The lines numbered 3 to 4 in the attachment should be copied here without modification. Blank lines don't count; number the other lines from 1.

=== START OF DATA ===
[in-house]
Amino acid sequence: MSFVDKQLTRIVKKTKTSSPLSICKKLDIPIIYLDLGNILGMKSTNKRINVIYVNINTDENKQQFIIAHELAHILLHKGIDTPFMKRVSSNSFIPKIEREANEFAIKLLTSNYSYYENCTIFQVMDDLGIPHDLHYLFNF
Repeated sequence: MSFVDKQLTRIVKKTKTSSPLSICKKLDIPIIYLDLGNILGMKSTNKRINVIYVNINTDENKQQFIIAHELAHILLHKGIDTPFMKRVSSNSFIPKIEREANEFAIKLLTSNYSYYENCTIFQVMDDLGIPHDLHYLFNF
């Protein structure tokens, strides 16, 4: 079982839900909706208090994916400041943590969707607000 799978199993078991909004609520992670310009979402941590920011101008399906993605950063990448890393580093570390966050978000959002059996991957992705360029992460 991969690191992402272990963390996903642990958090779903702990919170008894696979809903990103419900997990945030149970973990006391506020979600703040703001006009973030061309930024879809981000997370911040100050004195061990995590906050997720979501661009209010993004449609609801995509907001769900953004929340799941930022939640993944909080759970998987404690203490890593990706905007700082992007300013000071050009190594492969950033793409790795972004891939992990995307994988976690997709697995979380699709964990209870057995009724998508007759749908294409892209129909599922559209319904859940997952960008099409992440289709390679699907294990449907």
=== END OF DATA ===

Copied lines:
Repeated sequence: MSFVDKQLTRIVKKTKTSSPLSICKKLDIPIIYLDLGNILGMKSTNKRINVIYVNINTDENKQQFIIAHELAHILLHKGIDTPFMKRVSSNSFIPKIEREANEFAIKLLTSNYSYYENCTIFQVMDDLGIPHDLHYLFNF
């Protein structure tokens, strides 16, 4: 079982839900909706208090994916400041943590969707607000 799978199993078991909004609520992670310009979402941590920011101008399906993605950063990448890393580093570390966050978000959002059996991957992705360029992460 991969690191992402272990963390996903642990958090779903702990919170008894696979809903990103419900997990945030149970973990006391506020979600703040703001006009973030061309930024879809981000997370911040100050004195061990995590906050997720979501661009209010993004449609609801995509907001769900953004929340799941930022939640993944909080759970998987404690203490890593990706905007700082992007300013000071050009190594492969950033793409790795972004891939992990995307994988976690997709697995979380699709964990209870057995009724998508007759749908294409892209129909599922559209319904859940997952960008099409992440289709390679699907294990449907």